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County Coroners See Overdose Fatalities Continue To Rise


Local county coroners are still pulling together totals for 2015 drug overdose fatalities, but most are already reporting higher numbers than the year before.


Clark, Greene, and Warren Counties counties all saw an increase in overdose fatalities in 2015 due to heroin and other opiate usage.


The exception, so far, is Montgomery County, where overdose death were down. The coroner there, Dr. Kent Harshbarger, says use of the anti-overdose medicine Narcan could be responsible for some of the decrease.


“We believe one of the prime explanations is the use of Narcan deployed in the streets of Dayton with the EMS and Dayton police department, because the smaller counties who have not employed it as completely are still seeing the increases,” he said.


Harshbarger says there was an upward trend in November and December but, as in other counties, year-end cases are still being investigated so it will be some time before final numbers are released.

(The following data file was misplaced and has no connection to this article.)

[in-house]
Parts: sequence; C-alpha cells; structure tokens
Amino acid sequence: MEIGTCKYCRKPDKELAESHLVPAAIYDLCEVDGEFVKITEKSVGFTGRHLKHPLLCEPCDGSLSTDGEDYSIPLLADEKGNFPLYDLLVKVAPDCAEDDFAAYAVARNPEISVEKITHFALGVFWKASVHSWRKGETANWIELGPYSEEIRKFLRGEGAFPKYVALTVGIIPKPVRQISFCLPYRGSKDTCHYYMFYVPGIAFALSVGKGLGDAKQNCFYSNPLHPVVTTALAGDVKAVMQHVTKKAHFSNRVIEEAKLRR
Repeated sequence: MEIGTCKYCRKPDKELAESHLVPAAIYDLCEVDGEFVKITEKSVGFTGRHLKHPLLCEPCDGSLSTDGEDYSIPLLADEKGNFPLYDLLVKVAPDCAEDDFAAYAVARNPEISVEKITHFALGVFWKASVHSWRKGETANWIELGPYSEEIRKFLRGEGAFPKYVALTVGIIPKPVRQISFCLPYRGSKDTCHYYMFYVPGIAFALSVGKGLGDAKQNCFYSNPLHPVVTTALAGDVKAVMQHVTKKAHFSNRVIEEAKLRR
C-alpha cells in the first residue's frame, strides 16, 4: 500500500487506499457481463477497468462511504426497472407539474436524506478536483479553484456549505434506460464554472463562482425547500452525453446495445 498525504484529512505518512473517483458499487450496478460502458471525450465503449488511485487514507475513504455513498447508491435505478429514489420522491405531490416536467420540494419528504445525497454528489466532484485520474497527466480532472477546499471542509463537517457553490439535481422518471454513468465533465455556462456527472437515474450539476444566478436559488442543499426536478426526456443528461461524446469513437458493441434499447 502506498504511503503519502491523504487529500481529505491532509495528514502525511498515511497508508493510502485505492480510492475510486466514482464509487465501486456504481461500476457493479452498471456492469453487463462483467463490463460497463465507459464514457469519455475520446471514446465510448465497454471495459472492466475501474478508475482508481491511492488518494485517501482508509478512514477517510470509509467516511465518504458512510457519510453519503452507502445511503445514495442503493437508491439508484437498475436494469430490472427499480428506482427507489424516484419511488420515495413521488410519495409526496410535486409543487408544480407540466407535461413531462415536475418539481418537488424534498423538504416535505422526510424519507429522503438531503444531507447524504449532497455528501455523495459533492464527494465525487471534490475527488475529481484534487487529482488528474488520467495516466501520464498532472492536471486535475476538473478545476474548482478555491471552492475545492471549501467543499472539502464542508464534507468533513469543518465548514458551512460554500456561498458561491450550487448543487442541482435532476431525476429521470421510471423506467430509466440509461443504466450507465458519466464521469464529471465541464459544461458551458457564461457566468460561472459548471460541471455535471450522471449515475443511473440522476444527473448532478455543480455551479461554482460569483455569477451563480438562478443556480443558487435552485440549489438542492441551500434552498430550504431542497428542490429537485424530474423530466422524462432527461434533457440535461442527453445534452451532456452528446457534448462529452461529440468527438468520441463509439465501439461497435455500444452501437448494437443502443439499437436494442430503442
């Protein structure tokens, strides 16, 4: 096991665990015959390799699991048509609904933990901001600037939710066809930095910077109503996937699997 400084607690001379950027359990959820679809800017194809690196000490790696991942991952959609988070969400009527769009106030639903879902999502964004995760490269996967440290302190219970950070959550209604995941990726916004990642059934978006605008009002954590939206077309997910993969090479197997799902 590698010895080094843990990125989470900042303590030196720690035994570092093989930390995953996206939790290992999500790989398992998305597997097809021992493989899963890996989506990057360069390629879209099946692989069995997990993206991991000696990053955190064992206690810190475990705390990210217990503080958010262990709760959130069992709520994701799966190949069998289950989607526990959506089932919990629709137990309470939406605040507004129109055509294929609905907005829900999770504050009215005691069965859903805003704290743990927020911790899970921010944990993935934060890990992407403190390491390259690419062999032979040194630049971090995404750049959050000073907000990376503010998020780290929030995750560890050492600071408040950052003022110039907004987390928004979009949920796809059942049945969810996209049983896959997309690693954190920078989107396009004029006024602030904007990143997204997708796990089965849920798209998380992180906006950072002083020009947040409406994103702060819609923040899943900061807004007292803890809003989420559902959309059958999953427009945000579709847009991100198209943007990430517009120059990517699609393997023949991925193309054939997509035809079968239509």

Butler County also saw an increase in drug overdose deaths this year. 2014 totals include 103 heroin related deaths. As of September, 2015 the county saw 108. The final number is expected to rise.


This week the Ohio Pharmacy Board gave the okay for one Butler County pharmacy to sell Narcan over the counter without a prescription.


Jerry Kenney was introduced to WYSO by a friend and within a year of first tuning in became an avid listener and supporter. He began volunteering at the station in 1991 and began hosting Alpha Rhythms in February of 1992. Jerry joined the WYSO staff in 2007 as a host of All Things Considered and soon transitioned into hosting Morning Edition. In addition to now hosting All Things Considered, Jerry is the host and producer of WYSO Weekend, WYSO's weekly news and arts magazine. He has also produced several radio dramas for WYSO in collaboration with local theater companies. Jerry has won several Ohio AP awards as well as an award from PRINDI for his work with the WYSO news department. Jerry says that the best part of his job is being able to talk to people in the community and share their experiences with WYSO listeners.